Tracing Autonomy explores autonomy, creativity and end of life. The project is a collaboration between two artists who work at The Prince & Princess of Wales Hospice (PPWH) in Glasgow, Jeni Pearson and Kirsty Stansfield, in consultation with philosopher Prof. Ben Colburn from the University of Glasgow.
For the purposes of this case study, Jeni and Kirsty are the key participants as mentees of Ben Colburn. In addition, the work was developed in close consultation with clinical palliative care staff (NHS band 7 and above) and arts and health practitioners. Working groups were also held with Enable and Sense Scotland, key organisations supporting people with learning disabilities and autism. Four patients accessing the Art Room at PPWH took part in a service evaluation of the Creative Arts Service using the Tracing Autonomy Framework.
The project has grown out of a reflection on small everyday gestures and conversations involved in creative mark making. What does it mean to make a creative mark, particularly at a time in life when a person’s independence and sense of control is diminishing due to deteriorating health and disability? And, as creative practitioners asking, how does the invitation to make a mark influence the mark that is made?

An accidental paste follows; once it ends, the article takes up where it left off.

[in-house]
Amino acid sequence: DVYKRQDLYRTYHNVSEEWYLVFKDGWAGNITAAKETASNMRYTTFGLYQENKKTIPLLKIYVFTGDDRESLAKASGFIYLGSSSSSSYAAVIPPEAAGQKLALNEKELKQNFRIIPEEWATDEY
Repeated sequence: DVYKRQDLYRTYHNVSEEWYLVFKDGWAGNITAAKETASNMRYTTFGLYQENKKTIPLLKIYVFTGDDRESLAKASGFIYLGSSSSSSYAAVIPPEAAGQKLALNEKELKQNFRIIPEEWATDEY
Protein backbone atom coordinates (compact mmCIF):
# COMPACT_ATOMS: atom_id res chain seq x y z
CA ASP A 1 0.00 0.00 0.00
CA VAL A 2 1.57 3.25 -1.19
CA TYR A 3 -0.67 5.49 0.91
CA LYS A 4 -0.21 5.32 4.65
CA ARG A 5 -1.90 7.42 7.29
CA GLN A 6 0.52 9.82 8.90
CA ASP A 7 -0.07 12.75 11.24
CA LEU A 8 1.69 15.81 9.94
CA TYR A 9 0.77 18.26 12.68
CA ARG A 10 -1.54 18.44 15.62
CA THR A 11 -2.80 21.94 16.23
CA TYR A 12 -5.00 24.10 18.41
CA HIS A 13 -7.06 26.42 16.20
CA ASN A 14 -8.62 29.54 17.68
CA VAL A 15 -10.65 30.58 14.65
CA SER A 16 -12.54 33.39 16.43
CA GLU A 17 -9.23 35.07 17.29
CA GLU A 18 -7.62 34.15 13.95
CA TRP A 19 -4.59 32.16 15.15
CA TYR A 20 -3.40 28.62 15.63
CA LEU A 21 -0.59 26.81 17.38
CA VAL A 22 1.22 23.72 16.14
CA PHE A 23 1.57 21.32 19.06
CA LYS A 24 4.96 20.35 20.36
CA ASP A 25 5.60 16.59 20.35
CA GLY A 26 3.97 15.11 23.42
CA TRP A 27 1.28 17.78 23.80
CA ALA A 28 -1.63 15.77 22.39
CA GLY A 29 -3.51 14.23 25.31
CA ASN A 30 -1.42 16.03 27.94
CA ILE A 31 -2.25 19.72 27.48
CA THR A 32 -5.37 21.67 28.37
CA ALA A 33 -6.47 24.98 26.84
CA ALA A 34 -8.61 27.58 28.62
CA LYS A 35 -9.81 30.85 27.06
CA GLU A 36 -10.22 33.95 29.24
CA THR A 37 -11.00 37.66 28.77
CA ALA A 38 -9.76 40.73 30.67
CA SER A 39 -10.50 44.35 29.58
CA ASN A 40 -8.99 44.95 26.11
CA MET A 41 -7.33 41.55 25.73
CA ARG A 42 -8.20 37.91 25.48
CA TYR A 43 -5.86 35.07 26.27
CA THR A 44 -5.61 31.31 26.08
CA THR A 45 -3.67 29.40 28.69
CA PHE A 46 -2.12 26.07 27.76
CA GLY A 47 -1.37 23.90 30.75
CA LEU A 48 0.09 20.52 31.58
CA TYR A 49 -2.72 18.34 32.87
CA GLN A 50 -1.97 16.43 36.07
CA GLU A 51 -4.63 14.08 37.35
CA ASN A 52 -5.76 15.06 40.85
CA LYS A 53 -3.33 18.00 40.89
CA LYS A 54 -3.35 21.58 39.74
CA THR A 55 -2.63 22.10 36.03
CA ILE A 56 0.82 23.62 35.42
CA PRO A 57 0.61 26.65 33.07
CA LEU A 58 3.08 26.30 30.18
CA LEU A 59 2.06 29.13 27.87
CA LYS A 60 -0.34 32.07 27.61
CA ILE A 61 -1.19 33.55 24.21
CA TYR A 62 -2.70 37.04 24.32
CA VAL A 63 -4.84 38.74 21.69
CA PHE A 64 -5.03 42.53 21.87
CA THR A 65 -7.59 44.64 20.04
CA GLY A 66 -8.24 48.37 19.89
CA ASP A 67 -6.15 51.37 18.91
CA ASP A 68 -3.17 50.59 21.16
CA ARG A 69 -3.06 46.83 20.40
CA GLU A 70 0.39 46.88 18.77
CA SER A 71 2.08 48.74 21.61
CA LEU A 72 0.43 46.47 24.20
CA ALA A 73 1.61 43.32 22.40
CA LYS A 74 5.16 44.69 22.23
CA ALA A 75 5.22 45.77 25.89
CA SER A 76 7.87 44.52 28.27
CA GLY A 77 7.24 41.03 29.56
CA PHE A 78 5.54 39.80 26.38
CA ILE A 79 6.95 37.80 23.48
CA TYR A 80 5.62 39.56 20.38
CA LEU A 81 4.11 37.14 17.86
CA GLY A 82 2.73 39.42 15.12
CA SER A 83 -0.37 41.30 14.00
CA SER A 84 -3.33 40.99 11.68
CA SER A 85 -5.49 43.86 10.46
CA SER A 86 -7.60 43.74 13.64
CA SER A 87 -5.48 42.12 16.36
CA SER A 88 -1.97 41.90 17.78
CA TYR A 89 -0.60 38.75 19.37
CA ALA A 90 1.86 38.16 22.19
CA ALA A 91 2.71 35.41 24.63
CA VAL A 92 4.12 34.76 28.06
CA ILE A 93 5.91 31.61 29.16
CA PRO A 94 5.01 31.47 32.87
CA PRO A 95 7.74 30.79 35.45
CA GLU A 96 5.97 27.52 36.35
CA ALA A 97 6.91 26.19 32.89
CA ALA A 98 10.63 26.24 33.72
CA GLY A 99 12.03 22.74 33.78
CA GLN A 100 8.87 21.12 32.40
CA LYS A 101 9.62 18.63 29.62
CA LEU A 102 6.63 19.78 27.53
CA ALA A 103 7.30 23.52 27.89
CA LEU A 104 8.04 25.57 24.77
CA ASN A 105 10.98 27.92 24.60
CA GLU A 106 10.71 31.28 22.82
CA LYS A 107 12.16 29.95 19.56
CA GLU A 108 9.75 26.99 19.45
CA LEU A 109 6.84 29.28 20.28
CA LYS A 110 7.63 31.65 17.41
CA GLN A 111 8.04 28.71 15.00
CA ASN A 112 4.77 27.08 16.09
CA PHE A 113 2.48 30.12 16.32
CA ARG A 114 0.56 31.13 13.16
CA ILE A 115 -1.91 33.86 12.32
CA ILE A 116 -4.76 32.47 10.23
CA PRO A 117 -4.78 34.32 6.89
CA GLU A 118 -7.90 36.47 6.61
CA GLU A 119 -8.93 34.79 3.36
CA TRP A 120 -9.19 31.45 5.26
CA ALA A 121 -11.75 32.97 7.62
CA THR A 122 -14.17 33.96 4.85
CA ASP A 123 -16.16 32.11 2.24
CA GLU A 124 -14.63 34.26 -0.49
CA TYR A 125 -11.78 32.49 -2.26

- to develop a framework for reflecting on arts, health and clinical practice that foregrounds the concept of autonomy to ensure that the participant is author of their own creative experience.
- to offer arts and health practitioners a structured method to support new creative approaches and to challenge habitual modes of working by using autonomy as a guiding principle.
Tracing Autonomy emerged out of a process-based arts and health practice working with people living with a life-limiting illness and a series of reflective philosophical conversations on the subject of autonomy with Prof. Ben Colburn. Very practical concerns of what takes place in the art room were related to key philosophical ideas that underpin autonomy.